Insurance mostly dodges financial reform

Home sweet, home state
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Home sweet, home state

The reinsurance industry, which insures insurance companies, helps to stabilize primary insurers through periods of overwhelming claims like Hurricane Katrina. A second insurance sector, the so-called surplus lines insurance industry, provides coverage for things that are unique, dangerous or too risky for standard insurers like coverage for a pro athlete's hands or legs.

Both industries have spent several years promoting legislation that would streamline and modernize their interstate and international regulation. Financial reform incorporates those measures into the legislation.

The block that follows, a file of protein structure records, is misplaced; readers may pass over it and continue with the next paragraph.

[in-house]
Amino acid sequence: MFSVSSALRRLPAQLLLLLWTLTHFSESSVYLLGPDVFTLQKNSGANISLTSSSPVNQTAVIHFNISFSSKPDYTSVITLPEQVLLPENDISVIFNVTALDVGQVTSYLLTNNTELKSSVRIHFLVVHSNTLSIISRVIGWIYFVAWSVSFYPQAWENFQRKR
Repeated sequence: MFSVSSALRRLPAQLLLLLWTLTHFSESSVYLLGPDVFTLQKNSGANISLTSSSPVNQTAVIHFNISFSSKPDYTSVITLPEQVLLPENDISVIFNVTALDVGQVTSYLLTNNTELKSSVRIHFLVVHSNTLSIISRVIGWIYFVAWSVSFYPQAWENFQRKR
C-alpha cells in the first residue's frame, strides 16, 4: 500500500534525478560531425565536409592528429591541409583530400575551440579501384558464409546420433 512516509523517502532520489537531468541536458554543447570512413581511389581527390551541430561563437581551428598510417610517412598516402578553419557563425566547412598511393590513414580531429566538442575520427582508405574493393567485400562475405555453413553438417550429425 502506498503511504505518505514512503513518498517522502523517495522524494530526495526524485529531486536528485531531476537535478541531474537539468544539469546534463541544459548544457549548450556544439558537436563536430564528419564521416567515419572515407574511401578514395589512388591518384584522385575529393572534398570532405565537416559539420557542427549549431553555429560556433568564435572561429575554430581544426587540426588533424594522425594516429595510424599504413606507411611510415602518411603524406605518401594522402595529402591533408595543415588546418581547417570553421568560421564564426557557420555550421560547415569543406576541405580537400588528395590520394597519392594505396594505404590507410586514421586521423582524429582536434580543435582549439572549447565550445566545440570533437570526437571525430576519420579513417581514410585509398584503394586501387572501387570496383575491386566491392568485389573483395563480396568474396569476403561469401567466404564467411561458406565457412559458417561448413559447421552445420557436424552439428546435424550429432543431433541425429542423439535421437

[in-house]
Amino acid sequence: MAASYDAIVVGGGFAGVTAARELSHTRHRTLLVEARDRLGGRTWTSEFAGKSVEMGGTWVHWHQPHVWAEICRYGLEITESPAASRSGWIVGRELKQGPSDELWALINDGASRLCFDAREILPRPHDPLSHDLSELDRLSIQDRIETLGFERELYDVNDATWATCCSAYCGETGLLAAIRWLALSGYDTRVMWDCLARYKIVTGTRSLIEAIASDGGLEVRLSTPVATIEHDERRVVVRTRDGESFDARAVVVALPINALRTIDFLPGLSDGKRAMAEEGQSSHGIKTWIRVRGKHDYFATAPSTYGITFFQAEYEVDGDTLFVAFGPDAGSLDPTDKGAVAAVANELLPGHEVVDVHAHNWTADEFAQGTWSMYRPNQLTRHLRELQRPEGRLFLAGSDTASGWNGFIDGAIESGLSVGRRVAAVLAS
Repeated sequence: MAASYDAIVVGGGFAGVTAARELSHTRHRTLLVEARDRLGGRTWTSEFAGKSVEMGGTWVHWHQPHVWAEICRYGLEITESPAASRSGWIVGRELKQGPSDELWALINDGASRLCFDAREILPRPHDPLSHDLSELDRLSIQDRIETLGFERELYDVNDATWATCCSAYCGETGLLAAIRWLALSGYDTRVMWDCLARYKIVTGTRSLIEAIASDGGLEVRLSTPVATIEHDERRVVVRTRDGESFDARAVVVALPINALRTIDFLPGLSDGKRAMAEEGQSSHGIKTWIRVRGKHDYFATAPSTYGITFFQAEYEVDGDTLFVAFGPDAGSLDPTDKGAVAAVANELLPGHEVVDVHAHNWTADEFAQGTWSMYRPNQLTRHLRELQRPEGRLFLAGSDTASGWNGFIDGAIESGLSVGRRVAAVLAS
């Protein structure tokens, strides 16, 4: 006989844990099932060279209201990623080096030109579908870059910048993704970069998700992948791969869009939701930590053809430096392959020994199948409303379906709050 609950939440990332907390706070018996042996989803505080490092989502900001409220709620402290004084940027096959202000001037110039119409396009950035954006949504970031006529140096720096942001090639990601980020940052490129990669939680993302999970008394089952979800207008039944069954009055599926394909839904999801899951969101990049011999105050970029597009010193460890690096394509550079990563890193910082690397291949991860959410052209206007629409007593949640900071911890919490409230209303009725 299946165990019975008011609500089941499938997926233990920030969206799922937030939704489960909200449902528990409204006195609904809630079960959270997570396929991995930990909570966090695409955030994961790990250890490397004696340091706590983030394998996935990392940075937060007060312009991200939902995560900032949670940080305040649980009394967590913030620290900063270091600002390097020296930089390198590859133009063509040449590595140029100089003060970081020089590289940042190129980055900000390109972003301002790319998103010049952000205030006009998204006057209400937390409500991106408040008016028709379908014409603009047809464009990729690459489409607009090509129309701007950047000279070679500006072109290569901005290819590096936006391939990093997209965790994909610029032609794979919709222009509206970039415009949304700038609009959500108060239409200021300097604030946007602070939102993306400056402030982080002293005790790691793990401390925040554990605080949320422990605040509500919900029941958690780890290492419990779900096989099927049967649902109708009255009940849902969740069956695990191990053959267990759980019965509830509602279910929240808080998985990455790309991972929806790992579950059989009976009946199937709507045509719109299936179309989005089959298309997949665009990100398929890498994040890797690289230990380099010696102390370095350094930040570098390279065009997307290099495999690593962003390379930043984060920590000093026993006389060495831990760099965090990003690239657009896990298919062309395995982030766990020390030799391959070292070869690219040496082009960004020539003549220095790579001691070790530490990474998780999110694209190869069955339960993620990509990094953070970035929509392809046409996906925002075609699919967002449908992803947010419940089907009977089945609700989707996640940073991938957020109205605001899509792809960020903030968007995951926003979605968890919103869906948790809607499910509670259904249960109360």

"It mainly has to do with taxes," says Mike Ardis, spokesman for the National Association of Professional Surplus Lines Offices, Ltd. in Kansas City, Mo., referring to the state taxes that brokers pay on the insurance policies they sell.

"This reverts to a single-state payment system, where if you have a business in several states, you will only pay premium taxes to the home state of the insured rather than trying to allocate them among the various states," Ardis says.

Impact on consumers: Small businesses and professional athletes may see some benefit in "surplus lines" coverage. "This should help consumers get their insurance quicker and reduce the cost for our members to process a transaction," says Ardis.




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